The U.S. simply cannot catch a break, with Hurricane Irma threatening the entire state of Florida. Still very much reeling from the devastating effect of tropical storm Harvey — which essentially destroyed Houston, Texas — the nation will now have to brace for Irma’s potential Category 5 hurricane. While the primary focus is of course on the safety of all Floridians, the unprecedented storm will likely send shockwaves to our domestic commodity markets.
Florida oranges are exported throughout the country and across the globe; in fact, the “Sunshine State” is the second-largest producer in the world of the vitamin-rich fruit. According to VisitFlorida.com, Florida oranges ultimately end up producing “more than 90 percent of America’s orange juice.” Internationally, the state’s agricultural commodity markets conduct significant business with key partners, including Canada, Japan, France and the U.K.
More significantly, Florida oranges ultimately contribute approximately $9 billion annually to the state economy. From this aggregate haul, $1 billion are allocated to tax revenues, which goes towards critical expenditures in education, transportation, and health care. As well, Florida’s citrus-based commodity markets employ nearly 76,000 people — “this number exceeds the total labor force in 45 of Florida’s 67 counties.”
While the mainstream media focuses on the upfront costs of Hurricane Irma in terms of human lives and infrastructures, the stark reality is that we could be facing the complete annihilation of Florida oranges. If so, such apocalyptic wreckage would cripple the state’s commodity markets.
Well prior to the wrath of tropical storm Irma, Florida oranges were already facing a crisis point. At the start of this century, it produced more than 200 million boxes of the fruit. Last year, as reported by CNBC, “the state produced only 65 million boxes, which was the smallest crop in more than 50 years” Moreover, orange trees can tolerate wind speeds up to 50 mph. Hurricane Irma, on the other hand, is projected to deliver speeds up to 155 mph.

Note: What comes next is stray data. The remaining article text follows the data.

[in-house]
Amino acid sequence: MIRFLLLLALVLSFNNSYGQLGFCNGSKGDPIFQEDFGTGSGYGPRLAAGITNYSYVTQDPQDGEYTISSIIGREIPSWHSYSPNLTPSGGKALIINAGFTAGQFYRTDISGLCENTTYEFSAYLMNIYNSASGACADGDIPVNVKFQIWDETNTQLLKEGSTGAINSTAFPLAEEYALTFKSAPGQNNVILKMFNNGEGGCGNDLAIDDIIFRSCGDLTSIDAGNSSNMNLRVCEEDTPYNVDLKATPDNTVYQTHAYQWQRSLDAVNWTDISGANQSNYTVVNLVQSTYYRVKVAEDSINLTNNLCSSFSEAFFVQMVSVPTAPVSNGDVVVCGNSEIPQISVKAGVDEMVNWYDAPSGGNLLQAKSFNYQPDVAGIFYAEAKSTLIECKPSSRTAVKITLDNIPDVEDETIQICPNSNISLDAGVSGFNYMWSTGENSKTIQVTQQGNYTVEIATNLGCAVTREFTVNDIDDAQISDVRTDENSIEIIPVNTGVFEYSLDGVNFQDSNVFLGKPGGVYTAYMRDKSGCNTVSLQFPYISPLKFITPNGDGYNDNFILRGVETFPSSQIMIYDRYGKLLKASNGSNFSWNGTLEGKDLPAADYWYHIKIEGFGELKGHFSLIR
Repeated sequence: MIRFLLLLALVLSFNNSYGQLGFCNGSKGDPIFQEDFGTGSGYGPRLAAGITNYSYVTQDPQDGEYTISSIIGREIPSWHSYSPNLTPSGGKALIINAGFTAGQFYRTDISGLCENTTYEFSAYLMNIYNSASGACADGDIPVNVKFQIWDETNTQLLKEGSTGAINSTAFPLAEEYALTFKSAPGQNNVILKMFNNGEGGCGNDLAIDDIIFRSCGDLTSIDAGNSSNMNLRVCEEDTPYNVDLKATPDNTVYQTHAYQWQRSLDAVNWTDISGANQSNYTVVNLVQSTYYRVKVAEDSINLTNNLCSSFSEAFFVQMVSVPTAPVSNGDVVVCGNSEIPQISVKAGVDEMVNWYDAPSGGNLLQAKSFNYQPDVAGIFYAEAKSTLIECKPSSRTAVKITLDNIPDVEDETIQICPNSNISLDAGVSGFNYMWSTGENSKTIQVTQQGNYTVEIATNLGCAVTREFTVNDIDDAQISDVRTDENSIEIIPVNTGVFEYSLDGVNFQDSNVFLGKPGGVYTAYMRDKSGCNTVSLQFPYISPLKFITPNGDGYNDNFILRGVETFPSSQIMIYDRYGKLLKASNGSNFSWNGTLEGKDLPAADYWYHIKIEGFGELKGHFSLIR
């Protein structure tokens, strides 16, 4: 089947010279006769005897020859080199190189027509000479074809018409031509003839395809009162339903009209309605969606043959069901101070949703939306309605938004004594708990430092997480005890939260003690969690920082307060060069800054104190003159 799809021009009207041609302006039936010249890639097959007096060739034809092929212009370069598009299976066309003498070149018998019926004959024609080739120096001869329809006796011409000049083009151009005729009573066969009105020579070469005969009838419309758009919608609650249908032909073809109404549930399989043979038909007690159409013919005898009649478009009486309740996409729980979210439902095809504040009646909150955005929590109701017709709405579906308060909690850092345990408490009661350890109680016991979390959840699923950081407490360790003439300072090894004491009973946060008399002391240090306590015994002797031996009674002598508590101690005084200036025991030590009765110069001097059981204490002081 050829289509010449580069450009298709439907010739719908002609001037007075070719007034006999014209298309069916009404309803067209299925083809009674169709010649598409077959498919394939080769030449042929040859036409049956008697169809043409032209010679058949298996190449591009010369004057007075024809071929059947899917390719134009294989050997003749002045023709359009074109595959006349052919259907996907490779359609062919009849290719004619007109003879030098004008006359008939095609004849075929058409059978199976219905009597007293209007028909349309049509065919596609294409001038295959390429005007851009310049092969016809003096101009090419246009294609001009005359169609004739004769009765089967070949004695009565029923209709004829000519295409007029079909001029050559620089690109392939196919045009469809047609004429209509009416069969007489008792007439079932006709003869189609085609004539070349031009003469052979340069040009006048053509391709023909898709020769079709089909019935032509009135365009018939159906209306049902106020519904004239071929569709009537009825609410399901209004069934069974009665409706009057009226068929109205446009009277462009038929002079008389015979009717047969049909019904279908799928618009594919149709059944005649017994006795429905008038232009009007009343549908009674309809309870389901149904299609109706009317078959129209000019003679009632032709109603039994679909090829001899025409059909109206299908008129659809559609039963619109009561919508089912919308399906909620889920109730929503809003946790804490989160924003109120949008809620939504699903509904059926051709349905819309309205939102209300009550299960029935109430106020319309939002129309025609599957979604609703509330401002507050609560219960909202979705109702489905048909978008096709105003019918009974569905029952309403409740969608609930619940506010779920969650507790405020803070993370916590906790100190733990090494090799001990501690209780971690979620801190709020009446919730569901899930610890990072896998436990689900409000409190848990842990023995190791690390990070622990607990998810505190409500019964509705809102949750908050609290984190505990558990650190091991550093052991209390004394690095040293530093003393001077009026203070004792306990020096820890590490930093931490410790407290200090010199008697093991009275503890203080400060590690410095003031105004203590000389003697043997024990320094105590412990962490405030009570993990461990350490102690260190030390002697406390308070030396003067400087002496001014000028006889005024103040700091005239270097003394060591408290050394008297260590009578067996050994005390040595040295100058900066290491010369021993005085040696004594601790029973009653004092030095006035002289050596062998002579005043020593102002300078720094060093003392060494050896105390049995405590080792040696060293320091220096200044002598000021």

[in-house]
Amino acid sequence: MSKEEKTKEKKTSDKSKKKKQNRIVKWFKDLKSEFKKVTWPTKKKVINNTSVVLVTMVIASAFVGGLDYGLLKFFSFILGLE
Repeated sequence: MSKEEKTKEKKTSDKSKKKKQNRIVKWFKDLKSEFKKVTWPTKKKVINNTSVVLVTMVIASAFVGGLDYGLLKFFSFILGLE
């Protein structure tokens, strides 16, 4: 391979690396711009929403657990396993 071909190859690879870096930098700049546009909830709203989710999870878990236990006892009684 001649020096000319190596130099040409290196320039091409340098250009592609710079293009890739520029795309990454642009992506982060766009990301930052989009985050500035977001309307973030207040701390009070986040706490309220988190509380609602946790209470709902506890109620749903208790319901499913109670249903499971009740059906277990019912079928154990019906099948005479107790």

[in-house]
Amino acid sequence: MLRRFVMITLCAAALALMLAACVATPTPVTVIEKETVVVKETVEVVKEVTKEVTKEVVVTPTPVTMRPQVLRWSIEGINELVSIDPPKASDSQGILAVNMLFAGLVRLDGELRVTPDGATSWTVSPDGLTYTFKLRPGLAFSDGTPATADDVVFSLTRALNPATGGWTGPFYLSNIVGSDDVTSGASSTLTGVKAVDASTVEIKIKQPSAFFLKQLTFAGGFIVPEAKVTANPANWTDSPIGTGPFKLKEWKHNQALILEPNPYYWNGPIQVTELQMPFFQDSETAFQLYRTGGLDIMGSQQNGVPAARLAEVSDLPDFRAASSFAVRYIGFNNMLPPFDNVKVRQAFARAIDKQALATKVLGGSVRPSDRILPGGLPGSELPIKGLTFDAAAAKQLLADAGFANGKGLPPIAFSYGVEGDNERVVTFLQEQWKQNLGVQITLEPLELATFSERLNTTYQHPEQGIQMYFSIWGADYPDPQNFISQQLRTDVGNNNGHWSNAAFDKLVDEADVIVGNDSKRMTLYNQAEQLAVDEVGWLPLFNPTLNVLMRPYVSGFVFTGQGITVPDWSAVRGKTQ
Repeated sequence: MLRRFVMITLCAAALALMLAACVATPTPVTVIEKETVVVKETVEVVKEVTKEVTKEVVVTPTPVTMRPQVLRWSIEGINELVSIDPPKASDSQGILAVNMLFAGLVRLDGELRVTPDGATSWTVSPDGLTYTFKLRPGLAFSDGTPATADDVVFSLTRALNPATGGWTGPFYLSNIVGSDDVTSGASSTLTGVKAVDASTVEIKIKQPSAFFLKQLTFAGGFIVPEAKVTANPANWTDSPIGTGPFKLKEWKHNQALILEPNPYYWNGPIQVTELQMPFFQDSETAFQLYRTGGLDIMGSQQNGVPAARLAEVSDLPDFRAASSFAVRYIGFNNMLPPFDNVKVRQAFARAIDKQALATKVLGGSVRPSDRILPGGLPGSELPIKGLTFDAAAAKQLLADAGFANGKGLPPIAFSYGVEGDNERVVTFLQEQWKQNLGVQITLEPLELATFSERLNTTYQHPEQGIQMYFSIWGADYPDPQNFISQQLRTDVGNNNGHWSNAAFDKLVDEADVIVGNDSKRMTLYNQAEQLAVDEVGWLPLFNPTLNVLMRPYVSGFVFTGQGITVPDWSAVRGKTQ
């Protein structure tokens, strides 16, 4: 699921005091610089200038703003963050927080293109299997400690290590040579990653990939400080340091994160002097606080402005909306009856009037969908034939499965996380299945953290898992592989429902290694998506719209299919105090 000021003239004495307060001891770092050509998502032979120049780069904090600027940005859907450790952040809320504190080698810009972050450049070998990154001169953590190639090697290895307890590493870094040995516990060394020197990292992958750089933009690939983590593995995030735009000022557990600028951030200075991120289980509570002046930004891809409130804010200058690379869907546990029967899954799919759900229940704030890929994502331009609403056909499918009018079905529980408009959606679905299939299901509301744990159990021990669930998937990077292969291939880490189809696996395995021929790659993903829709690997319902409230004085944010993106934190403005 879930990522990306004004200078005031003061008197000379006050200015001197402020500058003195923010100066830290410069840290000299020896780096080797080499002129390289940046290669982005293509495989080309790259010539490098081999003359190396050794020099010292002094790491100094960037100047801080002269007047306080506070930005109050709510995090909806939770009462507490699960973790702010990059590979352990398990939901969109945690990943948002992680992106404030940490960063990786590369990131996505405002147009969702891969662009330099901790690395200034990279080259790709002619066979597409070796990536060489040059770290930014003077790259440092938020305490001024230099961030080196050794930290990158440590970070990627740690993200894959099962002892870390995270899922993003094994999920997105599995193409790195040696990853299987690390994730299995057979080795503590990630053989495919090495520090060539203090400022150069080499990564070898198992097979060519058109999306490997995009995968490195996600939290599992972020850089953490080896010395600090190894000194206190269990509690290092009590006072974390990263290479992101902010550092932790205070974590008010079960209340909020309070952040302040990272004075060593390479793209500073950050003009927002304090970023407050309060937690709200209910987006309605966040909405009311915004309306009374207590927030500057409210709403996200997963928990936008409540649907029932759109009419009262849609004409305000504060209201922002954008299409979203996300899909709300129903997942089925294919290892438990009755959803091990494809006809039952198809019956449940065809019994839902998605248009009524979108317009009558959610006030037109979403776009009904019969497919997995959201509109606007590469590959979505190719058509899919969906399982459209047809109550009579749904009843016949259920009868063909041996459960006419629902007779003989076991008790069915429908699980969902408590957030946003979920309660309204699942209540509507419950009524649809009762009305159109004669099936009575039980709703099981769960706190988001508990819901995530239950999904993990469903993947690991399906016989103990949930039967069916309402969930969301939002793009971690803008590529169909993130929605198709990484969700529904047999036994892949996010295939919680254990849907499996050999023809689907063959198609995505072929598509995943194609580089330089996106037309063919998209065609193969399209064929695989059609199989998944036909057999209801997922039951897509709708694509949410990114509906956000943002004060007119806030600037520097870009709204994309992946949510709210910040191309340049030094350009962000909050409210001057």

At wind speeds ranging between 50 mph to 75 mph, citrus-related commodity markets could lose about 33% to 40% of production. But when dealing with a storm that may very well produce speeds in excess of 200% of the orange tree’s natural limit, the end result is tragically evisceration.
This is no exaggerated matter. According to AccuWeather, virtually every inch of Florida is under extreme threats towards life and property. No part of the state’s agricultural commodity markets will be spared. We shouldn’t just think of Hurricane Irma as an isolated problem. Instead, the ripple effects would be felt globally in terms of higher prices and insufficient supply of a critical asset.